September 20, 2022
IF YOU ARE A WOMAN in the unionized construction trades and you haven’t checked out your union’s women’s committee, you’re missing out.
And if your union doesn’t have a women’s committee, start one!
For me, women’s committees are safe spaces where I can both support and get support from other women in the trades. I can unpack all those challenging moments and also share accomplishments.
It is in these spaces that I am reminded of the hills climbed and the triumphs achieved.
It is where I reflect on my own journey, working so hard to get an apprenticeship while at the same time dealing with imposter syndrome and wondering if I should even be here.
It is where my experiences are validated, and where I can communicate my setbacks with people who have a calm and clear understanding of exactly what I’m facing because they face it, too.
The women’s committees I’ve been part of give me the reassurance that I’m not alone, far from it. And together we can take the time to breathe and recommit to doing the work that will make the journey easier for future women in the trades in B.C.
It is while being part of women’s committees that I gained the confidence to use my privilege to be an ally and a force for other new workers and equity-seeking groups in the trades.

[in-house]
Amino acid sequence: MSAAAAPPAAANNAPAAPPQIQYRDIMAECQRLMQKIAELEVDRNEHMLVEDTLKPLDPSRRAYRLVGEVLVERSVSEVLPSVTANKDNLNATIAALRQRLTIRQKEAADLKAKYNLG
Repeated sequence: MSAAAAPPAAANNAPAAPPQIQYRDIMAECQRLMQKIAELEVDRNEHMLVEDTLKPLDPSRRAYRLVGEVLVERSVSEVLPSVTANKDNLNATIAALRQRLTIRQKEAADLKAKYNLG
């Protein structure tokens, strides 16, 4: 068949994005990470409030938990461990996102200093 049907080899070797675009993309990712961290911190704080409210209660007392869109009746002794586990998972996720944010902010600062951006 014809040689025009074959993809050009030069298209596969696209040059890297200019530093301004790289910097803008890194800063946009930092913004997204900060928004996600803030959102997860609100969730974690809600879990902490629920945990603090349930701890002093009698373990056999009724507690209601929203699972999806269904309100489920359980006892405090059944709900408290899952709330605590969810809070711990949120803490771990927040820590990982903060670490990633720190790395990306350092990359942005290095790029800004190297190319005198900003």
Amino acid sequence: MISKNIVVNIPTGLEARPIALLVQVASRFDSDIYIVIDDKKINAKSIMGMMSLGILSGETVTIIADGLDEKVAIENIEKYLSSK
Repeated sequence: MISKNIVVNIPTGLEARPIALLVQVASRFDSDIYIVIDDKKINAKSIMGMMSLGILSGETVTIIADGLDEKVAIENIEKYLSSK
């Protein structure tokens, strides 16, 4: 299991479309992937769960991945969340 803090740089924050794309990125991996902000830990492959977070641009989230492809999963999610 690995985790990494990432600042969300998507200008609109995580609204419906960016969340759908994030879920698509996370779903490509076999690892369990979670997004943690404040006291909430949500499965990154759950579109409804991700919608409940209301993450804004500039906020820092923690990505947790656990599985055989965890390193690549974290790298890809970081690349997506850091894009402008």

Women’s committees have also helped me see how far the culture in construction has come, but also how far it still needs to go.
As a director of Build TogetHER, the women’s committee of the BC Building Trades, I’m also exposed to the experiences of women in multiple trades, in various areas of the province and at every level of apprenticeship. By coming together in this way, we are re-weaving the fabric of our industry. Our stories lead to real and sustainable change.
And that is gratifying.
Women’s committees also do good work in their communities. We’ve put on events and contributed to some amazing causes, like fundraising for women’s shelters and putting on the tools to improve their space so they can continue to do what they do best.
The bottom line: I’ve worked with some of the most incredible tradespeople, women and men alike. And as a unionized steamfitter in the construction sector, I’ve had the added benefit of belonging to a women’s committee, which has helped me persevere in an industry that still comprises less than five per cent women.
By Miranda Kurucz